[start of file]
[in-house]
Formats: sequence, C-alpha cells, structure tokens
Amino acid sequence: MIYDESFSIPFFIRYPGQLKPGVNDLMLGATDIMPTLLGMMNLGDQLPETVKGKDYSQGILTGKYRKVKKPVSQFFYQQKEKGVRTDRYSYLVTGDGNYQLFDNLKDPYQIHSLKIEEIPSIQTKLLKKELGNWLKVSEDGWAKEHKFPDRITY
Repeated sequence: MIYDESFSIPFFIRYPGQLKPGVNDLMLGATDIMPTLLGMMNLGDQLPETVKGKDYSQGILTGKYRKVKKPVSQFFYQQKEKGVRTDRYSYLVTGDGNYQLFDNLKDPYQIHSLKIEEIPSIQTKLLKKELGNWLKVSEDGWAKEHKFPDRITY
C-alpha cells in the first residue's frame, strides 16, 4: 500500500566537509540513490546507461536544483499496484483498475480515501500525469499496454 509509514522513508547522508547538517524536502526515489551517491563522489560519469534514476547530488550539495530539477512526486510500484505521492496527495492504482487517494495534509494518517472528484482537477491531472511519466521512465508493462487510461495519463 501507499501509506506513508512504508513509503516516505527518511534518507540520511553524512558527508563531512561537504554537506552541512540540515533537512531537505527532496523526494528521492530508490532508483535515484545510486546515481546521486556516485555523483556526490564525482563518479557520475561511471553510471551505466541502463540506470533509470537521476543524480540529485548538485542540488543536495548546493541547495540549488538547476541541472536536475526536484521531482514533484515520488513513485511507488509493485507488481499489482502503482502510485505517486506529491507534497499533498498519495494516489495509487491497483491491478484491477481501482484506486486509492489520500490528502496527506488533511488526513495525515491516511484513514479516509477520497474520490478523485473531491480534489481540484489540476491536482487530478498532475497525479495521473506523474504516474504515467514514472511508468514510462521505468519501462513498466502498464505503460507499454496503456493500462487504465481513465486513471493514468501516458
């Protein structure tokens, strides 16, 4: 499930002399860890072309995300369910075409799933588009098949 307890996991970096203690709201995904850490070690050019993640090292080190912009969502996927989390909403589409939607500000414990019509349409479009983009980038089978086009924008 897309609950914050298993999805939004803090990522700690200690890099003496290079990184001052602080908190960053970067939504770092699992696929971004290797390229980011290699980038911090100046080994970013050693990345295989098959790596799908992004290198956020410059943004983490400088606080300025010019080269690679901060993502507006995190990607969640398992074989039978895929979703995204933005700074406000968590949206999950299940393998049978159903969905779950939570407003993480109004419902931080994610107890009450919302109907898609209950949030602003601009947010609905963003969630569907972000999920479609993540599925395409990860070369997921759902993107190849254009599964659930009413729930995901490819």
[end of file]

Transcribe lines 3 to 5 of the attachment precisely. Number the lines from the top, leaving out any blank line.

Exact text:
Amino acid sequence: MIYDESFSIPFFIRYPGQLKPGVNDLMLGATDIMPTLLGMMNLGDQLPETVKGKDYSQGILTGKYRKVKKPVSQFFYQQKEKGVRTDRYSYLVTGDGNYQLFDNLKDPYQIHSLKIEEIPSIQTKLLKKELGNWLKVSEDGWAKEHKFPDRITY
Repeated sequence: MIYDESFSIPFFIRYPGQLKPGVNDLMLGATDIMPTLLGMMNLGDQLPETVKGKDYSQGILTGKYRKVKKPVSQFFYQQKEKGVRTDRYSYLVTGDGNYQLFDNLKDPYQIHSLKIEEIPSIQTKLLKKELGNWLKVSEDGWAKEHKFPDRITY
C-alpha cells in the first residue's frame, strides 16, 4: 500500500566537509540513490546507461536544483499496484483498475480515501500525469499496454 509509514522513508547522508547538517524536502526515489551517491563522489560519469534514476547530488550539495530539477512526486510500484505521492496527495492504482487517494495534509494518517472528484482537477491531472511519466521512465508493462487510461495519463 501507499501509506506513508512504508513509503516516505527518511534518507540520511553524512558527508563531512561537504554537506552541512540540515533537512531537505527532496523526494528521492530508490532508483535515484545510486546515481546521486556516485555523483556526490564525482563518479557520475561511471553510471551505466541502463540506470533509470537521476543524480540529485548538485542540488543536495548546493541547495540549488538547476541541472536536475526536484521531482514533484515520488513513485511507488509493485507488481499489482502503482502510485505517486506529491507534497499533498498519495494516489495509487491497483491491478484491477481501482484506486486509492489520500490528502496527506488533511488526513495525515491516511484513514479516509477520497474520490478523485473531491480534489481540484489540476491536482487530478498532475497525479495521473506523474504516474504515467514514472511508468514510462521505468519501462513498466502498464505503460507499454496503456493500462487504465481513465486513471493514468501516458